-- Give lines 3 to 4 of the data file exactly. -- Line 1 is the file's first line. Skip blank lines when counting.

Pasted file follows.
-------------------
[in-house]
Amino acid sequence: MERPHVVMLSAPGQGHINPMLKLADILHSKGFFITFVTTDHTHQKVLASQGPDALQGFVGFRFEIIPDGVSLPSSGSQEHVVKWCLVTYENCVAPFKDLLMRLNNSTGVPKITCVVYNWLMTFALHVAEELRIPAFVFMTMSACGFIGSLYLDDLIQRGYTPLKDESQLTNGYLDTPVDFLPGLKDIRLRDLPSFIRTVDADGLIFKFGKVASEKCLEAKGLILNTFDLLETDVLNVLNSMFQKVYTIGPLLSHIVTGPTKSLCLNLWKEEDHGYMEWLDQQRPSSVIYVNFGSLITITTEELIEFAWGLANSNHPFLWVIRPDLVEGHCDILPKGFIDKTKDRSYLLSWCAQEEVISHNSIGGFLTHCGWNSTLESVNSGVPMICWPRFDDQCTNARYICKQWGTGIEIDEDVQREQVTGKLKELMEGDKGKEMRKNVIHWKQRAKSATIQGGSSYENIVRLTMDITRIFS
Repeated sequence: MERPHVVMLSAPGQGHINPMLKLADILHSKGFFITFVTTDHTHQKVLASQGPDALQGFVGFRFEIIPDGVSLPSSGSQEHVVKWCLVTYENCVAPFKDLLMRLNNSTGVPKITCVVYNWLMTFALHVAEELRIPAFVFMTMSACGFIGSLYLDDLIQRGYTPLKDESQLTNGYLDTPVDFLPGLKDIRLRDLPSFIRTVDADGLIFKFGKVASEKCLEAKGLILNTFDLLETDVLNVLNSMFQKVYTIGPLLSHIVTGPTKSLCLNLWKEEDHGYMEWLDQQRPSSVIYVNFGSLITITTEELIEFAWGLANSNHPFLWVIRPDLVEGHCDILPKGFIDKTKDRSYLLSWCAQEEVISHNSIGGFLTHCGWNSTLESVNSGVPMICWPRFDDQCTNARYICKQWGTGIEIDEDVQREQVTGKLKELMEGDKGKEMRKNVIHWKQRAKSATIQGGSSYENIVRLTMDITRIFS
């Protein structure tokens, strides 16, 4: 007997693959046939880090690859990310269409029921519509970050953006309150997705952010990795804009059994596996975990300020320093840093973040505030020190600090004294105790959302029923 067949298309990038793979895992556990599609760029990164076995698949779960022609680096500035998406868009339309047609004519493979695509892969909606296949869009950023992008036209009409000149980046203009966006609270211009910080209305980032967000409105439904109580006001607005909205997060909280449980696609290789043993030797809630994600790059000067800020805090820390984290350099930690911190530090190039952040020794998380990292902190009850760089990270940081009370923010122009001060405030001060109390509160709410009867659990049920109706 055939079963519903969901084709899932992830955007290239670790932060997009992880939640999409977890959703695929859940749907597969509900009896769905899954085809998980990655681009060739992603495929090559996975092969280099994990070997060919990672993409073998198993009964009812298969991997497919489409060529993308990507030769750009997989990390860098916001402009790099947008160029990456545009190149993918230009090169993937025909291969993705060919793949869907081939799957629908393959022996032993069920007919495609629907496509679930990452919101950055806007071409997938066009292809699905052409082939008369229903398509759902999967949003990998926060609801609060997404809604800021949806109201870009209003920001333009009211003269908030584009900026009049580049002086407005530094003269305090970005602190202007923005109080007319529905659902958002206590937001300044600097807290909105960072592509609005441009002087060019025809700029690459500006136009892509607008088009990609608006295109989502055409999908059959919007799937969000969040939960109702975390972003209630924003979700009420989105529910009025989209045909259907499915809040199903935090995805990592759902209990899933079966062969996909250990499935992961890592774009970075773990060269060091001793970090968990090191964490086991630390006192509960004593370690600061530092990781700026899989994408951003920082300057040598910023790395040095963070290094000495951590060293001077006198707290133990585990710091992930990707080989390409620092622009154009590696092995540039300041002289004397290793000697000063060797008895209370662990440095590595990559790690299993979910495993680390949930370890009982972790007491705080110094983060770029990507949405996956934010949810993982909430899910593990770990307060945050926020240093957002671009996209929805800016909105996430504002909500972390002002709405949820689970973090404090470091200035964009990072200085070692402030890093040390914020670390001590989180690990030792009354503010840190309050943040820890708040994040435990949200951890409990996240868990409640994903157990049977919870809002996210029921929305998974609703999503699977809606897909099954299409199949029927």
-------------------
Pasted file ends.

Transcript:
Repeated sequence: MERPHVVMLSAPGQGHINPMLKLADILHSKGFFITFVTTDHTHQKVLASQGPDALQGFVGFRFEIIPDGVSLPSSGSQEHVVKWCLVTYENCVAPFKDLLMRLNNSTGVPKITCVVYNWLMTFALHVAEELRIPAFVFMTMSACGFIGSLYLDDLIQRGYTPLKDESQLTNGYLDTPVDFLPGLKDIRLRDLPSFIRTVDADGLIFKFGKVASEKCLEAKGLILNTFDLLETDVLNVLNSMFQKVYTIGPLLSHIVTGPTKSLCLNLWKEEDHGYMEWLDQQRPSSVIYVNFGSLITITTEELIEFAWGLANSNHPFLWVIRPDLVEGHCDILPKGFIDKTKDRSYLLSWCAQEEVISHNSIGGFLTHCGWNSTLESVNSGVPMICWPRFDDQCTNARYICKQWGTGIEIDEDVQREQVTGKLKELMEGDKGKEMRKNVIHWKQRAKSATIQGGSSYENIVRLTMDITRIFS
């Protein structure tokens, strides 16, 4: 007997693959046939880090690859990310269409029921519509970050953006309150997705952010990795804009059994596996975990300020320093840093973040505030020190600090004294105790959302029923 067949298309990038793979895992556990599609760029990164076995698949779960022609680096500035998406868009339309047609004519493979695509892969909606296949869009950023992008036209009409000149980046203009966006609270211009910080209305980032967000409105439904109580006001607005909205997060909280449980696609290789043993030797809630994600790059000067800020805090820390984290350099930690911190530090190039952040020794998380990292902190009850760089990270940081009370923010122009001060405030001060109390509160709410009867659990049920109706 055939079963519903969901084709899932992830955007290239670790932060997009992880939640999409977890959703695929859940749907597969509900009896769905899954085809998980990655681009060739992603495929090559996975092969280099994990070997060919990672993409073998198993009964009812298969991997497919489409060529993308990507030769750009997989990390860098916001402009790099947008160029990456545009190149993918230009090169993937025909291969993705060919793949869907081939799957629908393959022996032993069920007919495609629907496509679930990452919101950055806007071409997938066009292809699905052409082939008369229903398509759902999967949003990998926060609801609060997404809604800021949806109201870009209003920001333009009211003269908030584009900026009049580049002086407005530094003269305090970005602190202007923005109080007319529905659902958002206590937001300044600097807290909105960072592509609005441009002087060019025809700029690459500006136009892509607008088009990609608006295109989502055409999908059959919007799937969000969040939960109702975390972003209630924003979700009420989105529910009025989209045909259907499915809040199903935090995805990592759902209990899933079966062969996909250990499935992961890592774009970075773990060269060091001793970090968990090191964490086991630390006192509960004593370690600061530092990781700026899989994408951003920082300057040598910023790395040095963070290094000495951590060293001077006198707290133990585990710091992930990707080989390409620092622009154009590696092995540039300041002289004397290793000697000063060797008895209370662990440095590595990559790690299993979910495993680390949930370890009982972790007491705080110094983060770029990507949405996956934010949810993982909430899910593990770990307060945050926020240093957002671009996209929805800016909105996430504002909500972390002002709405949820689970973090404090470091200035964009990072200085070692402030890093040390914020670390001590989180690990030792009354503010840190309050943040820890708040994040435990949200951890409990996240868990409640994903157990049977919870809002996210029921929305998974609703999503699977809606897909099954299409199949029927």